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My Lords, I did not recognise the picture painted by the Leader of the House in her opening words. Our membership of the EU has made us better off, it has been flexible and it has kept the peace. Yet many noble Lords tempt us to end the uncertainty by accepting this deal. That is wrong because of the damage that this deal will do both socially and economically.
Yes, ending uncertainty may produce a temporary pick-up but, as others have told us, in the medium and long term, we will be worse off; the noble Lord, Lord Kerslake, explained that it will be somewhere between the 5.5% loss of GDP under the May agreement and the 8.7% loss of GDP under WTO no-deal arrangements. That is obviously why the Treasury has been so silent. Is it worth the impact on our standard of living, at a cost far greater than our net contribution to the EU, for which we get something in return? Still to come, as many noble Lords have said, is the long and complex negotiation of future trade agreements, negotiations in a world of increasing trade conflict, less growth and increasing doubts about fair dealing.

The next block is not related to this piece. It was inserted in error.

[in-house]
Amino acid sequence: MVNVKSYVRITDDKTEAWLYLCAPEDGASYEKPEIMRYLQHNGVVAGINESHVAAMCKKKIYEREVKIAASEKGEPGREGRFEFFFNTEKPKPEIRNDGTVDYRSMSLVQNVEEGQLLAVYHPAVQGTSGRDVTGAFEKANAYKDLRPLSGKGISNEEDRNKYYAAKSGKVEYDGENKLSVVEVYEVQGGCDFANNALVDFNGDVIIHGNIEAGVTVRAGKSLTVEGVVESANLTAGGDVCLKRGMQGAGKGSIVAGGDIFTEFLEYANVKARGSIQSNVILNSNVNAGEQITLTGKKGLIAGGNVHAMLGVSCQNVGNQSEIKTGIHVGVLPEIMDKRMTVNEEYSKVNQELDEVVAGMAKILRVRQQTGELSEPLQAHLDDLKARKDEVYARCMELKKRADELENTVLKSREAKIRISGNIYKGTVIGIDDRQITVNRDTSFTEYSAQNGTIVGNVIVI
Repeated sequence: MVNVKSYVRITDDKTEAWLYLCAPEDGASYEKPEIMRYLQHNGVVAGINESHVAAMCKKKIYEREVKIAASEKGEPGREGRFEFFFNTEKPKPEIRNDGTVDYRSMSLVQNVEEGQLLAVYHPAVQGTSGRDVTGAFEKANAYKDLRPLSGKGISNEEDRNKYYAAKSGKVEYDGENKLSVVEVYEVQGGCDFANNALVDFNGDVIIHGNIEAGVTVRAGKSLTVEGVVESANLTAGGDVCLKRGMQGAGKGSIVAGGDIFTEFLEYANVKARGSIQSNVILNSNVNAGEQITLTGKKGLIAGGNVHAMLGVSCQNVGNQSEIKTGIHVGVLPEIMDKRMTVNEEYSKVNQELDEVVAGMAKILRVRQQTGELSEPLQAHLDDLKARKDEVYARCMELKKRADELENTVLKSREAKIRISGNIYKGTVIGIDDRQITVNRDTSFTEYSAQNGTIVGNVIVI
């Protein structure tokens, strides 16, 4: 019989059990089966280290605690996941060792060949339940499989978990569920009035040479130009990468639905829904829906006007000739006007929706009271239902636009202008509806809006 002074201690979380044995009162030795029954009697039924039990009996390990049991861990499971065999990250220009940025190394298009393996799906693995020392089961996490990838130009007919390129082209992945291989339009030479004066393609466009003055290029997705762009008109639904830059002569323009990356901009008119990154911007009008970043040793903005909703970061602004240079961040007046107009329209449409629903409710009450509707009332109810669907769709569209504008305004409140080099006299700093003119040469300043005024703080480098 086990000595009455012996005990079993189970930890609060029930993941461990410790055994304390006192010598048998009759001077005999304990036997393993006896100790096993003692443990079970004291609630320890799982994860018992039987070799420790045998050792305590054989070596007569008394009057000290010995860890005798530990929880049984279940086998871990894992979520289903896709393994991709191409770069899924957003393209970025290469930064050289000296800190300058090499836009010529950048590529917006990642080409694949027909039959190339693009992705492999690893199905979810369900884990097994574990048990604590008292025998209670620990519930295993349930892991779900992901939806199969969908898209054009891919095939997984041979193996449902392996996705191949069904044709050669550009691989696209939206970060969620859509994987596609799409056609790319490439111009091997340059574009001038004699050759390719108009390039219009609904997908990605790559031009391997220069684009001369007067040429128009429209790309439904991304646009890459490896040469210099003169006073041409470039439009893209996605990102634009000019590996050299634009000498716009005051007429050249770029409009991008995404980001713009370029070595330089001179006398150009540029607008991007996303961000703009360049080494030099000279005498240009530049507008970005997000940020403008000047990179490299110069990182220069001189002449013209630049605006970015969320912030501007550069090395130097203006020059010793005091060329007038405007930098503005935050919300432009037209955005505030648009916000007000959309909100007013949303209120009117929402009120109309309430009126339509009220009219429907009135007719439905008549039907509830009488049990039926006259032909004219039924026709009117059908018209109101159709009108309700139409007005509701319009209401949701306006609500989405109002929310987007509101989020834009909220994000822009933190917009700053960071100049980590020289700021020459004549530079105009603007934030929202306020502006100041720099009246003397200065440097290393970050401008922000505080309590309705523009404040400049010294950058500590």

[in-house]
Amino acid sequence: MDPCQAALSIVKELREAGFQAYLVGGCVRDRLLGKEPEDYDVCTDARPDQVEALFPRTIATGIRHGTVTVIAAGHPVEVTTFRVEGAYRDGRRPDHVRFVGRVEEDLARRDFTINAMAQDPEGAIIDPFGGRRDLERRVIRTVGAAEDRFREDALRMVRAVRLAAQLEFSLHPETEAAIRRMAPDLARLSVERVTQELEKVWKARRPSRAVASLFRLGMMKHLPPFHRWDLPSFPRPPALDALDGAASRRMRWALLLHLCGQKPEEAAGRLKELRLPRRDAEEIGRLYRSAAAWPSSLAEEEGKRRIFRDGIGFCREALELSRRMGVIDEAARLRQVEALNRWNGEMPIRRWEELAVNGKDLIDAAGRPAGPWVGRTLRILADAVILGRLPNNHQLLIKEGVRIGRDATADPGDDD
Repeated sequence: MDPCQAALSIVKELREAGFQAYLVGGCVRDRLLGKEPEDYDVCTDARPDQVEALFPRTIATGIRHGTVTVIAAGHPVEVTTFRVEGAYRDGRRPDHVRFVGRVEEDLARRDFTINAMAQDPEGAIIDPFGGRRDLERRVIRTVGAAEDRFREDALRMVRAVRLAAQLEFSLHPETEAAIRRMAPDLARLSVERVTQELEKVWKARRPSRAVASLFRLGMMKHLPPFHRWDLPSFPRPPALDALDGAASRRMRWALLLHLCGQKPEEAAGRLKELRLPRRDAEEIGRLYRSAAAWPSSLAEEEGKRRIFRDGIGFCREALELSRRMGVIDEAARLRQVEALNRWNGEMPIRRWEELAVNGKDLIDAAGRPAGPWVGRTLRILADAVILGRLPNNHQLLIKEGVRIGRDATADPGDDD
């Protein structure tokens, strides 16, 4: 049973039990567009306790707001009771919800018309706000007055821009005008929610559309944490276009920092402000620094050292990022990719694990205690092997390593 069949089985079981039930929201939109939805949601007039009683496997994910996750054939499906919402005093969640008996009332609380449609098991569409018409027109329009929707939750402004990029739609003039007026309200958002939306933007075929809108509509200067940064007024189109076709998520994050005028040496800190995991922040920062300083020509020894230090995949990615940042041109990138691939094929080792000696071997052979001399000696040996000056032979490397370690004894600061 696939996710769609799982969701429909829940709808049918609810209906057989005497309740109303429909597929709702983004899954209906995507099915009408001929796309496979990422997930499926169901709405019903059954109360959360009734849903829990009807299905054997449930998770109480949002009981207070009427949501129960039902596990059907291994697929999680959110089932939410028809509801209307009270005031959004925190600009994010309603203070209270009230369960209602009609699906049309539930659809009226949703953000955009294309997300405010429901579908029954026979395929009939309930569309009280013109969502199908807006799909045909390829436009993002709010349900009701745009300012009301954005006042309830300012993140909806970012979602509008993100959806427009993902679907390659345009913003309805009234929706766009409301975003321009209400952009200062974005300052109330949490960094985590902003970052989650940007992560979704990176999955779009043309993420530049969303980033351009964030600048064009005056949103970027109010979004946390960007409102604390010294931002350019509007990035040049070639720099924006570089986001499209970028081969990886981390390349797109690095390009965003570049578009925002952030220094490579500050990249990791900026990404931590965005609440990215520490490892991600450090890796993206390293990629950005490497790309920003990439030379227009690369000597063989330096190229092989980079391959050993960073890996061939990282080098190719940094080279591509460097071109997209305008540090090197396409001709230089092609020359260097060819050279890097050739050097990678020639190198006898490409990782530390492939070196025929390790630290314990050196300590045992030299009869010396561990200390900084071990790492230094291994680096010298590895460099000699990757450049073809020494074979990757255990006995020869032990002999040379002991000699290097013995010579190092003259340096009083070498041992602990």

The political declaration sees us leaving the customs union. That is a key requirement of business, and of the unions. Yes, there is some temporary alignment for manufacturing, but there is silence on services. All this is bound to worsen the fiscal framework for the promised spending on the NHS, education, infrastructure and the green economy. What about the loss of inward investment? Nobody voted for this.
Above all, there is the danger to the union. We must repair the strained relationship between us and the devolved Governments. All were opposed to leaving the EU, and somehow they must have a say. We know that this agreement is a damaging act of self-harm. Is this what the people want for their children and their grandchildren? Thousands of people are demonstrating outside—including my wife—saying that this is not their vision. It would be irresponsible and reckless to agree this with a sigh of relief just to get it over. I see no alternative to putting this to a public vote with, for the sake of the union, the alternative being to remain.